Revelation, Compassion, and Forgiveness.

After I read the first two acts, I felt a strong distaste in King Lear. He is extremely cruel, lazy, misogynistic, and superficial; all which are qualities that are not expected of a king. I felt that it would be difficult to find any sense of pity for him. However, similarly to the Henry tetralogy, as the play moves on, the decision of feeling empathy or forgiving Henry gets more and more ambiguous. Sometimes in order to see how unjust one is being, he or she needs to step outside their comfort zone and step into someone else’s shoes in order to accurately analyze what they are doing. That seems to be the case with King Lear.
Firstly, as King Lear runs around in his birthday suit in a violent storm, he has a revelation regarding the homeless:
Poor naked wretches, whereso’er you are,
That bide the pelting of this pitiless storm,
How shall your houseless heads and unfed sides,
Your loop’d and window’d raggedness, defend you
From seasons such as these? O, I have ta’en
Too little care of this! Take physic, pomp;
Expose thyself to feel what wretches feel,
That thou mayst shake the superflux to them,
And show the heavens more just (3.2.65-71)
King Lear has not given much though to the homeless, let alone empathetic enough to help fix the problem or mediate the problem. For Lear to feel compassion for the homeless, essentially, he became one, a “poor naked wretch.” Now he feels he should have done something about the homeless when he had the chance.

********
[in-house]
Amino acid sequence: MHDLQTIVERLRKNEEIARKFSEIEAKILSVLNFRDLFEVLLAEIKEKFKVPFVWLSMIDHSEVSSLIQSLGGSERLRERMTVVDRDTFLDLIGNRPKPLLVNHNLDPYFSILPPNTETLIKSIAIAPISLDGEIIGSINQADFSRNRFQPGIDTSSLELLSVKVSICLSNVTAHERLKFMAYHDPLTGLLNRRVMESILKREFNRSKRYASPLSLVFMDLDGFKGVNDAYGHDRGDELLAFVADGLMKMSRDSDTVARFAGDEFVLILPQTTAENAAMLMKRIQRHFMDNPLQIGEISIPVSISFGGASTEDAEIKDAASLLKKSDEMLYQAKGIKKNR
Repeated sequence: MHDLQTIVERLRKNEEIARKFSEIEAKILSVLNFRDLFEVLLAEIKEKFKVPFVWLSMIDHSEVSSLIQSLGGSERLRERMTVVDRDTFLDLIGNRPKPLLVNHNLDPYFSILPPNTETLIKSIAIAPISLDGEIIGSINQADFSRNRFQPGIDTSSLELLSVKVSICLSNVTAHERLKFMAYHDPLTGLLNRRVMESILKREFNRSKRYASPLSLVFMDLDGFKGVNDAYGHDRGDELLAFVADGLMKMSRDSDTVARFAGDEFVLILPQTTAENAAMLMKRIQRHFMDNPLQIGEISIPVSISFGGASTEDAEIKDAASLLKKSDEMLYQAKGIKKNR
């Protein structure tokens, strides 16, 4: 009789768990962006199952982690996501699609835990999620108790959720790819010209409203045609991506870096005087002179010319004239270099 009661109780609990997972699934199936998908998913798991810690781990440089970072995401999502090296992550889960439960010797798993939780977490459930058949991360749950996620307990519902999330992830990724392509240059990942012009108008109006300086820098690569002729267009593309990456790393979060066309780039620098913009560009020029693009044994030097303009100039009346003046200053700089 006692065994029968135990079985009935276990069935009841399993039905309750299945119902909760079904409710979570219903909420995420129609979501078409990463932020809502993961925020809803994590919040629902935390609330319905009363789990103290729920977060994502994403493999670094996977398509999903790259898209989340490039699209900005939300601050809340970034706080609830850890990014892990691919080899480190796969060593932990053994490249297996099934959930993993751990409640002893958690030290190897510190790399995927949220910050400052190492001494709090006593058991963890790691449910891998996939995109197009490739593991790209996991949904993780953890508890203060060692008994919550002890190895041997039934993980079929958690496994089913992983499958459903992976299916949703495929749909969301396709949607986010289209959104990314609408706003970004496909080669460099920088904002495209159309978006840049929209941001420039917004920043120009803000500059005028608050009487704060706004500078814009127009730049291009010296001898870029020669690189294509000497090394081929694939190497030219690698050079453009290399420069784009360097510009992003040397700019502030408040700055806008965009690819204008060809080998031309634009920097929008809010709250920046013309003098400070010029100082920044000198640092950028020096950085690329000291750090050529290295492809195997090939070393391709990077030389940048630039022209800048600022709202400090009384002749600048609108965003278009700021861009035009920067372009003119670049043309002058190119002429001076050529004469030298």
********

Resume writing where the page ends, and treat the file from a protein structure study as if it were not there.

Then, during one of the most tender moments of the play, when Lear awakes to Cordellia by his side, he seems to genuinely apologize and even poses the idea for his death as a means for Cordellia to forgive him:
Be your tears wet? yes, ‘faith. I pray, weep not:
If you have poison for me, I will drink it.
I know you do not love me; for your sisters
Have, as I do remember, done me wrong:
You have some cause, they have not (4.7.73-76)
He admits what he has done is wrong and feels he deserves to be reprimanded for his wrong doings so harshly that he would willingly drink poison of Cordellia felt that was right.
King Lear has changed throughout the play, once he has stepped down from the position of the king, he now has a first hand account of being oppressed. Although, as I develop more of a sense of empathy for King Lear, I keep hypothetically thinking if he would have this revelation if he stayed as king. One can argue that he has these revelations only because he is no longer the king, and being oppressed sucks. So NOW, all he has left is Cordellia, and not his greedy and superficial daughters. So, all he’s got is Cordellia: he’s lost the throne, (seemingly) his sanity, and the one who truly loves him, has stuck by his side.


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